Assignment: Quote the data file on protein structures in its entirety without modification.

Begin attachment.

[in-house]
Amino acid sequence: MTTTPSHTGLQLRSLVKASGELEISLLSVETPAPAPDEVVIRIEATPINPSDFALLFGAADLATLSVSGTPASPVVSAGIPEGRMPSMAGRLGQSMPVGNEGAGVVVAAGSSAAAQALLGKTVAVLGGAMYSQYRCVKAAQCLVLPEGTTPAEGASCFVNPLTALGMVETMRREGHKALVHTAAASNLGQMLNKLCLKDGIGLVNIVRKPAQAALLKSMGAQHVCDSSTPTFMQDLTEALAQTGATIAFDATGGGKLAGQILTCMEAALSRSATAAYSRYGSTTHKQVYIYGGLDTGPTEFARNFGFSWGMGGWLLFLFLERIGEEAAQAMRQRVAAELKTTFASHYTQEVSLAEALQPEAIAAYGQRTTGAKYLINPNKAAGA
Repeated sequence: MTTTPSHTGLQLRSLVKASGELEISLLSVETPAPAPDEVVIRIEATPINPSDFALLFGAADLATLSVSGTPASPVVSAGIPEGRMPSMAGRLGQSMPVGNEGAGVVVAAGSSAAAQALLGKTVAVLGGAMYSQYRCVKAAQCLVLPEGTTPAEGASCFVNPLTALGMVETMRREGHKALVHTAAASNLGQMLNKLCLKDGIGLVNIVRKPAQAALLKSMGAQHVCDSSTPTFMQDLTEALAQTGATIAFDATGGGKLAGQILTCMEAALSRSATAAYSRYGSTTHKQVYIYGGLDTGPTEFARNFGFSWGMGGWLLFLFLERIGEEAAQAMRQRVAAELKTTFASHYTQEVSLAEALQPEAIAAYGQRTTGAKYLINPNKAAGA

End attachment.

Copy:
[in-house]
Amino acid sequence: MTTTPSHTGLQLRSLVKASGELEISLLSVETPAPAPDEVVIRIEATPINPSDFALLFGAADLATLSVSGTPASPVVSAGIPEGRMPSMAGRLGQSMPVGNEGAGVVVAAGSSAAAQALLGKTVAVLGGAMYSQYRCVKAAQCLVLPEGTTPAEGASCFVNPLTALGMVETMRREGHKALVHTAAASNLGQMLNKLCLKDGIGLVNIVRKPAQAALLKSMGAQHVCDSSTPTFMQDLTEALAQTGATIAFDATGGGKLAGQILTCMEAALSRSATAAYSRYGSTTHKQVYIYGGLDTGPTEFARNFGFSWGMGGWLLFLFLERIGEEAAQAMRQRVAAELKTTFASHYTQEVSLAEALQPEAIAAYGQRTTGAKYLINPNKAAGA
Repeated sequence: MTTTPSHTGLQLRSLVKASGELEISLLSVETPAPAPDEVVIRIEATPINPSDFALLFGAADLATLSVSGTPASPVVSAGIPEGRMPSMAGRLGQSMPVGNEGAGVVVAAGSSAAAQALLGKTVAVLGGAMYSQYRCVKAAQCLVLPEGTTPAEGASCFVNPLTALGMVETMRREGHKALVHTAAASNLGQMLNKLCLKDGIGLVNIVRKPAQAALLKSMGAQHVCDSSTPTFMQDLTEALAQTGATIAFDATGGGKLAGQILTCMEAALSRSATAAYSRYGSTTHKQVYIYGGLDTGPTEFARNFGFSWGMGGWLLFLFLERIGEEAAQAMRQRVAAELKTTFASHYTQEVSLAEALQPEAIAAYGQRTTGAKYLINPNKAAGA